Ginger is renowned for its medicinal and anti-inflammatory properties. It is most frequently used to aid digestion and can relieve nausea and
flatulence FARTING! As I have been recovering from a recent bout of bronchitis recently, requiring various medications, ginger has been my tummy calmative and predominant craving of choice!
I have been steeping fresh ginger in camomile tea to make a ginger tisane, and diffusing ginger essential oil to work as a decongestant and energiser.
Fresh ginger can be substituted for ground ginger at a ratio of six to one, although the flavour of fresh and dried ginger are somewhat different. I find the dried version somewhat woody and it loses its flavour over time, so buy it in small amounts. I like to mix fresh and dried in my baking; and pair it with cinnamon, which gives it more depth.
Fresh ginger is easy to grow and has pretty flowers, which are also edible. The young leaves can also be shredded finely and used in cooking. Young ginger has a much milder ‘gentler’ taste and is less woody. Older ginger – the ginger used for drying – has a more pungent and peppery flavour and is very fibrous.
Do I peel my ginger? Not usually, just make sure you wash it well first. I try to buy fresh ginger when it is young and the skin is thinner and more tender. If I see good fresh young ginger at the market I tend to buy up big and then freeze it after chopping it into knobs. The fresh ginger found at the supermarket is usually months old and tough and withered. Freezing it also helps break down the fibres in it which is useful in baking.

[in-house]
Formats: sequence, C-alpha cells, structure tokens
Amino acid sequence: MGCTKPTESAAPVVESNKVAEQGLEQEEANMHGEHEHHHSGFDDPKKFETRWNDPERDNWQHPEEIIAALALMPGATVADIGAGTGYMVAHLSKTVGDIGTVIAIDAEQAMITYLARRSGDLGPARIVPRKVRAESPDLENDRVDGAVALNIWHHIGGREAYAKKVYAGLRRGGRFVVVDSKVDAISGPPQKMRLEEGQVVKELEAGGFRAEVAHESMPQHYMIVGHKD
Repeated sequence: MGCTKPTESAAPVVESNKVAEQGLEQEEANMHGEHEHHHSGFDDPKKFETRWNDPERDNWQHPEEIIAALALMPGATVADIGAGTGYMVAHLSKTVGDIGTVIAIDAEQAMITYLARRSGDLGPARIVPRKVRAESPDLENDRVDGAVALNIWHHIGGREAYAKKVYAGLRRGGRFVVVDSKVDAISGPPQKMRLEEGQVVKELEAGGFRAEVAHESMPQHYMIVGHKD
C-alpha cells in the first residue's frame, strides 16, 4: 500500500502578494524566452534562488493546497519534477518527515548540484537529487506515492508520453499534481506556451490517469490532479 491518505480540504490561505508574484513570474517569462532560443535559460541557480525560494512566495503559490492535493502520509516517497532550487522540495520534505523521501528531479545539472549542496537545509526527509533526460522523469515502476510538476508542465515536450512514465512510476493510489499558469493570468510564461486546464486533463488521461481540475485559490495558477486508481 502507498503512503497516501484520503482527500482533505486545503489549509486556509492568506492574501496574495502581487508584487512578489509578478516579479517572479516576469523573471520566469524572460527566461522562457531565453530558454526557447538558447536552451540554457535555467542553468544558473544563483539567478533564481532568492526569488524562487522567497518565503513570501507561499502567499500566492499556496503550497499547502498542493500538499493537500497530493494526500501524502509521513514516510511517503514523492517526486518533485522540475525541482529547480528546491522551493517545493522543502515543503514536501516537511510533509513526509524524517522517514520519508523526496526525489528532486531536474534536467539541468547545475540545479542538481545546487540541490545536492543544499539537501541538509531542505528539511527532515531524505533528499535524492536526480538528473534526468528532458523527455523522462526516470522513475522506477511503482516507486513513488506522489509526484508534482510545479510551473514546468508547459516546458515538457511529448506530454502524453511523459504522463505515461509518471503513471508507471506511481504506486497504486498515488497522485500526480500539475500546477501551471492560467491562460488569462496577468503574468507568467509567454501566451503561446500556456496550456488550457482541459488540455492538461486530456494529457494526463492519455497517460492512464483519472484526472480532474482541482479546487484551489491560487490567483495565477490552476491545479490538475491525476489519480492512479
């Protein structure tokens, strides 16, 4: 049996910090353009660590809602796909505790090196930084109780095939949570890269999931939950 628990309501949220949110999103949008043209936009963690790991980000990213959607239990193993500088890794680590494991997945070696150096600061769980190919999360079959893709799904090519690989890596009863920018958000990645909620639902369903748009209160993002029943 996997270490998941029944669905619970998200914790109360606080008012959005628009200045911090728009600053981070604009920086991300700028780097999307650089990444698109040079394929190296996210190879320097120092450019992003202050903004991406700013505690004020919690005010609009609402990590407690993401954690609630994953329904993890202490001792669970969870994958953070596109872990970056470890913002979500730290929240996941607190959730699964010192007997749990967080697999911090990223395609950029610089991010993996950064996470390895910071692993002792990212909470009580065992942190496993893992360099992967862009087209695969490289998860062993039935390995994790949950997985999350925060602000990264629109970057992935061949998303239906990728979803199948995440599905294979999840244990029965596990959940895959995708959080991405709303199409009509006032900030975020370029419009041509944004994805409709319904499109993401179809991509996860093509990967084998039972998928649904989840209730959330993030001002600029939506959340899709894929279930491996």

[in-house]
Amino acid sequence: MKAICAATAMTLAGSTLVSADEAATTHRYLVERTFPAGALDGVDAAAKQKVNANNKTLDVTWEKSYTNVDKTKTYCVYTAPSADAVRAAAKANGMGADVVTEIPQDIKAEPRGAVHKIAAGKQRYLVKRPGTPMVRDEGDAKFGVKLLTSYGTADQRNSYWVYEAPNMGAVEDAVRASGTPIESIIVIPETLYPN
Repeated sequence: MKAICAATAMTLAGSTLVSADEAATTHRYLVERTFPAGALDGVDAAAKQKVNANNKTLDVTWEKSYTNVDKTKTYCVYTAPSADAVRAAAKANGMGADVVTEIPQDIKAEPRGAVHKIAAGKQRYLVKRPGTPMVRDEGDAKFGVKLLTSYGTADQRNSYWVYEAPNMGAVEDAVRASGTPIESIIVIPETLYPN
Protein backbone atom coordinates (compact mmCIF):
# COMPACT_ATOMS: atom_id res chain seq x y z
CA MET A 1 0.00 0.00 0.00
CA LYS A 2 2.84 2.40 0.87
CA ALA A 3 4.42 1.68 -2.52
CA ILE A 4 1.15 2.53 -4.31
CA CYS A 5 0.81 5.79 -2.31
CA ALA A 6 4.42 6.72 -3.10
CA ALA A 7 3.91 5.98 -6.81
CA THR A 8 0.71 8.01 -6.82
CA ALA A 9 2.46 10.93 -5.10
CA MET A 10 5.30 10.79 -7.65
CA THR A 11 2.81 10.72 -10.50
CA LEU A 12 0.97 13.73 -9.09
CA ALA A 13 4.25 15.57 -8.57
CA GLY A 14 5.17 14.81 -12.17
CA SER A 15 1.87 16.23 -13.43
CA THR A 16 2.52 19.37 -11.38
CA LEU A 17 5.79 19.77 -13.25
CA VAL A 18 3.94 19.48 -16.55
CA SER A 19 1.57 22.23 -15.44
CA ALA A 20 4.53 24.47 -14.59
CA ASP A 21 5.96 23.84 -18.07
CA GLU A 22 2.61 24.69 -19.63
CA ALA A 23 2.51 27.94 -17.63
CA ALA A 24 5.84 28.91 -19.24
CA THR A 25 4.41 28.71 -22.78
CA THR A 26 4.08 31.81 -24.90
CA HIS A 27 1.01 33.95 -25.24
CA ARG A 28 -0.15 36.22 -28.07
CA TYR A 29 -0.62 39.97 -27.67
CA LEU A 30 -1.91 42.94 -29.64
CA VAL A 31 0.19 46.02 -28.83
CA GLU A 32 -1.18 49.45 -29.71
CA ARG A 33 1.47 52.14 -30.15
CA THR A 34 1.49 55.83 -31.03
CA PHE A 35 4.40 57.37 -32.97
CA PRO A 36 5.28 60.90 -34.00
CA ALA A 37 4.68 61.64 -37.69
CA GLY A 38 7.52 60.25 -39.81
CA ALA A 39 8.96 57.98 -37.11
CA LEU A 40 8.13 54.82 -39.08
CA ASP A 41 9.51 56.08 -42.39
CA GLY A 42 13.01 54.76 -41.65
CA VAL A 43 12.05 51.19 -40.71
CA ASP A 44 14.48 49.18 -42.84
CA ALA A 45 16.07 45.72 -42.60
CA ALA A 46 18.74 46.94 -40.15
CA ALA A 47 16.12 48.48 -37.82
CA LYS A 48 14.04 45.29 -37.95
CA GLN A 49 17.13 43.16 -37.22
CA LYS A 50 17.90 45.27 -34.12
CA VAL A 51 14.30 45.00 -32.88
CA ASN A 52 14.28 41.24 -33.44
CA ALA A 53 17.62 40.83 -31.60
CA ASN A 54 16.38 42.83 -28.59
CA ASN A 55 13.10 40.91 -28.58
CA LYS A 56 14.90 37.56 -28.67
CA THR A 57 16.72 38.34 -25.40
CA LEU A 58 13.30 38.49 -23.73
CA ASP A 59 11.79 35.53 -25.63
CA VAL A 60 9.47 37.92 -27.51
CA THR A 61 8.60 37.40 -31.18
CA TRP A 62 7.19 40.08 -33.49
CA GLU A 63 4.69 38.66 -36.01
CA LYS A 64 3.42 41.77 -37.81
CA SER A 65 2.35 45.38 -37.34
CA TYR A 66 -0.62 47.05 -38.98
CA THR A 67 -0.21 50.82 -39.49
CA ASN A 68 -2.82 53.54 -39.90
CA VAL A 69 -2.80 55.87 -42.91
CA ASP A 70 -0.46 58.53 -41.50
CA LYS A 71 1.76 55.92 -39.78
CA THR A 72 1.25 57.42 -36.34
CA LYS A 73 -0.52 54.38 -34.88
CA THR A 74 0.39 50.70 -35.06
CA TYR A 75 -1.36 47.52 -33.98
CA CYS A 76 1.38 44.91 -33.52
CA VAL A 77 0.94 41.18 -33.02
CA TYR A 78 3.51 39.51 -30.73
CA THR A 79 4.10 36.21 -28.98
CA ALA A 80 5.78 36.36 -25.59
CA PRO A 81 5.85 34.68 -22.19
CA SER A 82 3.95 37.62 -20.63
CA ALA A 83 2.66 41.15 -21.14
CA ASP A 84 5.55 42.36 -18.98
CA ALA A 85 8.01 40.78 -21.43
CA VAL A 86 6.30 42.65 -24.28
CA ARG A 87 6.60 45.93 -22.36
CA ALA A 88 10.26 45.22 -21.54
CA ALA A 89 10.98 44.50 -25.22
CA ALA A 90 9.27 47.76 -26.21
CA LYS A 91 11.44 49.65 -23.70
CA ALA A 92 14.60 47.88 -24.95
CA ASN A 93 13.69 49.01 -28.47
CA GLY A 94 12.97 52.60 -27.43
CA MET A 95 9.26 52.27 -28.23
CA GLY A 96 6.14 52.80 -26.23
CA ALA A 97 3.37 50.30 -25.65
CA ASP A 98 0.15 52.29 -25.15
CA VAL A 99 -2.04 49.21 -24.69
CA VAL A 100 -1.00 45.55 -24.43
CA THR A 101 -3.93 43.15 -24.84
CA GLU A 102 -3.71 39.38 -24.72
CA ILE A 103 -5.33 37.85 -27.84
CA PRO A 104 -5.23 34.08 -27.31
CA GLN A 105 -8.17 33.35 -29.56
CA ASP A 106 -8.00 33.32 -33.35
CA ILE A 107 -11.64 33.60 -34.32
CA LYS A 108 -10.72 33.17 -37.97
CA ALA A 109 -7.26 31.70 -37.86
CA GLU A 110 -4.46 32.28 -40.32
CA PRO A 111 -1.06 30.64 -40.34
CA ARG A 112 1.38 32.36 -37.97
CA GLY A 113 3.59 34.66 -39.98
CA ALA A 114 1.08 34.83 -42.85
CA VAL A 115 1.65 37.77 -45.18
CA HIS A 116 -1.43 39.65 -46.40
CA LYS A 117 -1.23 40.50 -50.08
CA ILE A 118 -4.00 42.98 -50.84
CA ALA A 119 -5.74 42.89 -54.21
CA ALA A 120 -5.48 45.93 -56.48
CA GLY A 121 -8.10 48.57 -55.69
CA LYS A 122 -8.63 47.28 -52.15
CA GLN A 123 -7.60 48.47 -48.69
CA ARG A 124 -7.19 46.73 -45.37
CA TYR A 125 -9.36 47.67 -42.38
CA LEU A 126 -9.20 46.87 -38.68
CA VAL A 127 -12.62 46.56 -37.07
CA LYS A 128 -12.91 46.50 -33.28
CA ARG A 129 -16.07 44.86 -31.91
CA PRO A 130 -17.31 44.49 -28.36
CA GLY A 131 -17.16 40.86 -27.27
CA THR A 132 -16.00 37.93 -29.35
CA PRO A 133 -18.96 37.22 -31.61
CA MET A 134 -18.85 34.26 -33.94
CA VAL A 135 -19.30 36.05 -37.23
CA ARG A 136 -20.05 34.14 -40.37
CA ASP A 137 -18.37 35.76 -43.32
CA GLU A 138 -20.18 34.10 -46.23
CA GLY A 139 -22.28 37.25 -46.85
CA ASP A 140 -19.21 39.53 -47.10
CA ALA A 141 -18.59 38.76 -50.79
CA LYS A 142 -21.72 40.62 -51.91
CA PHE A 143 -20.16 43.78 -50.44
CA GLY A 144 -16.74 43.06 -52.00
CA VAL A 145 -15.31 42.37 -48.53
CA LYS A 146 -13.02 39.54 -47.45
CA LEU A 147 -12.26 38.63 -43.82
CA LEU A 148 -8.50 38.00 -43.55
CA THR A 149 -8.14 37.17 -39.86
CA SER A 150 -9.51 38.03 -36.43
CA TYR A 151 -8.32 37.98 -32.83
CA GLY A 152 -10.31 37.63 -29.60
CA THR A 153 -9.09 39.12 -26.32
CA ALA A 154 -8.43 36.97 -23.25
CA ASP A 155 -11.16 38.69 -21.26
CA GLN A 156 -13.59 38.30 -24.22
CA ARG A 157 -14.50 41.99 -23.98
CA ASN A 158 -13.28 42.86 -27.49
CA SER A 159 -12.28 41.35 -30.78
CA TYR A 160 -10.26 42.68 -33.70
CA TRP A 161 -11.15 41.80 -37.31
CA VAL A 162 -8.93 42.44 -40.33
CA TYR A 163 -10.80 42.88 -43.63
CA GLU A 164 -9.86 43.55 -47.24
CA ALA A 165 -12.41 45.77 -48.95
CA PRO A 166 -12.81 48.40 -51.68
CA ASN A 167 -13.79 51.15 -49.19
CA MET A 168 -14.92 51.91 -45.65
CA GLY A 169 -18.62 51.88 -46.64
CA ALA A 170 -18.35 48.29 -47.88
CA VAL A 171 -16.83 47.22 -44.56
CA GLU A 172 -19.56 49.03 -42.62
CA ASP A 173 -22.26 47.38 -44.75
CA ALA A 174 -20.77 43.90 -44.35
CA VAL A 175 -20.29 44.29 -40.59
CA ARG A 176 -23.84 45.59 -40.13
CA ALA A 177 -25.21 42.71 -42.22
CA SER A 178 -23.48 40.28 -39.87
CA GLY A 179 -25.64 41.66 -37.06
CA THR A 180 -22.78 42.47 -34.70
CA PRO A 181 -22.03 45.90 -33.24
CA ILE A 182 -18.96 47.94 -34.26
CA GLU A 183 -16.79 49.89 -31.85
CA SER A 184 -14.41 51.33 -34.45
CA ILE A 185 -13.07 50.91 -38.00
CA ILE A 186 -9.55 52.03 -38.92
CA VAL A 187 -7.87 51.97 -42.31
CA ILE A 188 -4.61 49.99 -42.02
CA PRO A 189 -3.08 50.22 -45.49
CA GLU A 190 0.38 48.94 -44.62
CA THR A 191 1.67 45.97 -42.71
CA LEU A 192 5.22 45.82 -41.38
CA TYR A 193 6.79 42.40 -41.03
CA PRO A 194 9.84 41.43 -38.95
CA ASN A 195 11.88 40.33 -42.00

Here’s an unusual fact: ginger contains an enzyme which naturally ferments. Ginger beer can easily be made with just ginger, sugar and water. Find a simple recipe here. I always add ginger to my water kefir to give it more fizz.
What’s a knob, you ask? In my opinion, a knob of ginger is a piece about the same size as the 2 joints of your thumb. You can vary this according to the freshness of your ginger and how much you love it.
I think these muffins are fabulous on their own, they don’t need a frosting or icing or butter. Have one with a cup of tea and enjoy!
1 knob fresh ginger
160g roasted sweet potato
90g rapadura sugar
120g butter or ghee
2 tabs dried ginger powder
1 teas cinnamon (optional)
55g banana flour
30g tapioca flour
1 teas baking powder
1 teas apple cider vinegar
Grind the fresh ginger on SP 8 for a few seconds, then add the sweet potato, butter and sugar. Blend together for 10 seconds on SP 8.
Add the eggs, salt, cinnamon & ginger powder and blend for 10 seconds on SP 6.
Add the banana flour, tapioca flour and baking powder and mix on SP 6 for 20 seconds or until well combined. Add the apple cider vinegar last and mix through. Pour into lined muffin tins and bake for 20 – 25 at 170°C. I made 9 small muffins with this batch.
Not so long ago, the only lettuce you could buy from the supermarket was iceberg; Coffee was instant and buying water in a bottle was unheard of!
Boy, things have changed! How lucky that we live in such an interesting and progressive time where the major influences in our eating habits over the last 30 or so years, have been tourism, migration and wealth.